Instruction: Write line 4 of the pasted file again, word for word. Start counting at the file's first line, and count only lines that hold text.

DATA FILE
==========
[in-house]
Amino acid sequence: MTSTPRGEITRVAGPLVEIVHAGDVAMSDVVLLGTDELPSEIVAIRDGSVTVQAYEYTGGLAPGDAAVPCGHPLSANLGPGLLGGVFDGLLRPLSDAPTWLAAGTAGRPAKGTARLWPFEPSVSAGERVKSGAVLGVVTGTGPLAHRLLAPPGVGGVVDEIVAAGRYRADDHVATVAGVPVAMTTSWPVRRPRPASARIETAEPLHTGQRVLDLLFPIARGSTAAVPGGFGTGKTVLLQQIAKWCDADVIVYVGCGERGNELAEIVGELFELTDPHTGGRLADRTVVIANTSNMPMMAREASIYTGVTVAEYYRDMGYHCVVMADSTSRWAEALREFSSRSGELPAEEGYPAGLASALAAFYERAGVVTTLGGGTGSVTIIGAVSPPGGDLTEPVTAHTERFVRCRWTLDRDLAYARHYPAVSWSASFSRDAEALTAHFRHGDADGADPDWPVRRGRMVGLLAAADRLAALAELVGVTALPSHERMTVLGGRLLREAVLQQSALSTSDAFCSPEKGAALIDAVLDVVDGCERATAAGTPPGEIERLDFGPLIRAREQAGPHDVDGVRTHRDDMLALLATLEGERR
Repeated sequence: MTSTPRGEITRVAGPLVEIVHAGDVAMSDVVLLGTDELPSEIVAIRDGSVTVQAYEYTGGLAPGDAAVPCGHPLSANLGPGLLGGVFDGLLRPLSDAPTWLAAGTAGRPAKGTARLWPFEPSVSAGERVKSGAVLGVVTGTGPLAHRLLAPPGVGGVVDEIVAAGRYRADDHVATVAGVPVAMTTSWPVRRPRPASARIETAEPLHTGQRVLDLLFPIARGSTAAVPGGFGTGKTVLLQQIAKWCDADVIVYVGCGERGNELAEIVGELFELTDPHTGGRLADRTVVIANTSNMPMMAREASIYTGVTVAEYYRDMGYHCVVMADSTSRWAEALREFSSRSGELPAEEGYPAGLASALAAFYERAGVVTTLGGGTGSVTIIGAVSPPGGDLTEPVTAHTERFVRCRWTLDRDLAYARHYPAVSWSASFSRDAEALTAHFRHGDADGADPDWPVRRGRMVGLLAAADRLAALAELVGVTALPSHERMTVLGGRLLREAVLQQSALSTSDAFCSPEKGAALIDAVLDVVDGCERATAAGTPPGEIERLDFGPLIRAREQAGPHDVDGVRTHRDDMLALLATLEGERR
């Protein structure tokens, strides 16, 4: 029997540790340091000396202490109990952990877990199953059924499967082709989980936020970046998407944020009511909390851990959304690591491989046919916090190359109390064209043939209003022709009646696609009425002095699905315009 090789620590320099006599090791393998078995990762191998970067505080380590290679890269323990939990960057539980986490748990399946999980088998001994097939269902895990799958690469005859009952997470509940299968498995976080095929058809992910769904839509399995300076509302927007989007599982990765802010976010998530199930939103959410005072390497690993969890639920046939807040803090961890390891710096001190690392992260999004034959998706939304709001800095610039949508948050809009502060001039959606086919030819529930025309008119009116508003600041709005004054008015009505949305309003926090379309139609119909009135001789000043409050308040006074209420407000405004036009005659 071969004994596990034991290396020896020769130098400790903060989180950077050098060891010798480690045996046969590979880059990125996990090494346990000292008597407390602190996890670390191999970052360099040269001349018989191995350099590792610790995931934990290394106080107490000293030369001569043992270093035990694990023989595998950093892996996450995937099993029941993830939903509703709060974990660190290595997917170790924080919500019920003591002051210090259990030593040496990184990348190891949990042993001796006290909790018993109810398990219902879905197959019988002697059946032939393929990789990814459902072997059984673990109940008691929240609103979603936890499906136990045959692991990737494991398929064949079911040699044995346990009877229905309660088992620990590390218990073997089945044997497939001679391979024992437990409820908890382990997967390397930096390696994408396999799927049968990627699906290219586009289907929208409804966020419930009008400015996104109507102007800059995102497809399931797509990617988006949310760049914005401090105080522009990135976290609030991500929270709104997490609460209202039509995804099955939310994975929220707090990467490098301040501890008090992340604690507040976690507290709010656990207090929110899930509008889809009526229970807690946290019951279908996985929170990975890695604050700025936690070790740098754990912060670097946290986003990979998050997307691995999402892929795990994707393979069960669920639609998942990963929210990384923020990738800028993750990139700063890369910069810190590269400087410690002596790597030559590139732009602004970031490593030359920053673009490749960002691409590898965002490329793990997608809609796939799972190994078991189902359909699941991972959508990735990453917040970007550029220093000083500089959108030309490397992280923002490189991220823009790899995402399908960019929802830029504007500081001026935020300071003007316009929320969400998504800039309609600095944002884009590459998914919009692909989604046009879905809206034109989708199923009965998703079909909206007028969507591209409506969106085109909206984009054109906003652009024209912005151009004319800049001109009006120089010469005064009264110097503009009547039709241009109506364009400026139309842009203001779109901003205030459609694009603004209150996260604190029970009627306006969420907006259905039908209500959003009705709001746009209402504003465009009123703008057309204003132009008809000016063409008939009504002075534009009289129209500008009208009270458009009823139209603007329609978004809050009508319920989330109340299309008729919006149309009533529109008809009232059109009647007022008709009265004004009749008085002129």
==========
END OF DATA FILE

């Protein structure tokens, strides 16, 4: 029997540790340091000396202490109990952990877990199953059924499967082709989980936020970046998407944020009511909390851990959304690591491989046919916090190359109390064209043939209003022709009646696609009425002095699905315009 090789620590320099006599090791393998078995990762191998970067505080380590290679890269323990939990960057539980986490748990399946999980088998001994097939269902895990799958690469005859009952997470509940299968498995976080095929058809992910769904839509399995300076509302927007989007599982990765802010976010998530199930939103959410005072390497690993969890639920046939807040803090961890390891710096001190690392992260999004034959998706939304709001800095610039949508948050809009502060001039959606086919030819529930025309008119009116508003600041709005004054008015009505949305309003926090379309139609119909009135001789000043409050308040006074209420407000405004036009005659 071969004994596990034991290396020896020769130098400790903060989180950077050098060891010798480690045996046969590979880059990125996990090494346990000292008597407390602190996890670390191999970052360099040269001349018989191995350099590792610790995931934990290394106080107490000293030369001569043992270093035990694990023989595998950093892996996450995937099993029941993830939903509703709060974990660190290595997917170790924080919500019920003591002051210090259990030593040496990184990348190891949990042993001796006290909790018993109810398990219902879905197959019988002697059946032939393929990789990814459902072997059984673990109940008691929240609103979603936890499906136990045959692991990737494991398929064949079911040699044995346990009877229905309660088992620990590390218990073997089945044997497939001679391979024992437990409820908890382990997967390397930096390696994408396999799927049968990627699906290219586009289907929208409804966020419930009008400015996104109507102007800059995102497809399931797509990617988006949310760049914005401090105080522009990135976290609030991500929270709104997490609460209202039509995804099955939310994975929220707090990467490098301040501890008090992340604690507040976690507290709010656990207090929110899930509008889809009526229970807690946290019951279908996985929170990975890695604050700025936690070790740098754990912060670097946290986003990979998050997307691995999402892929795990994707393979069960669920639609998942990963929210990384923020990738800028993750990139700063890369910069810190590269400087410690002596790597030559590139732009602004970031490593030359920053673009490749960002691409590898965002490329793990997608809609796939799972190994078991189902359909699941991972959508990735990453917040970007550029220093000083500089959108030309490397992280923002490189991220823009790899995402399908960019929802830029504007500081001026935020300071003007316009929320969400998504800039309609600095944002884009590459998914919009692909989604046009879905809206034109989708199923009965998703079909909206007028969507591209409506969106085109909206984009054109906003652009024209912005151009004319800049001109009006120089010469005064009264110097503009009547039709241009109506364009400026139309842009203001779109901003205030459609694009603004209150996260604190029970009627306006969420907006259905039908209500959003009705709001746009209402504003465009009123703008057309204003132009008809000016063409008939009504002075534009009289129209500008009208009270458009009823139209603007329609978004809050009508319920989330109340299309008729919006149309009533529109008809009232059109009647007022008709009265004004009749008085002129």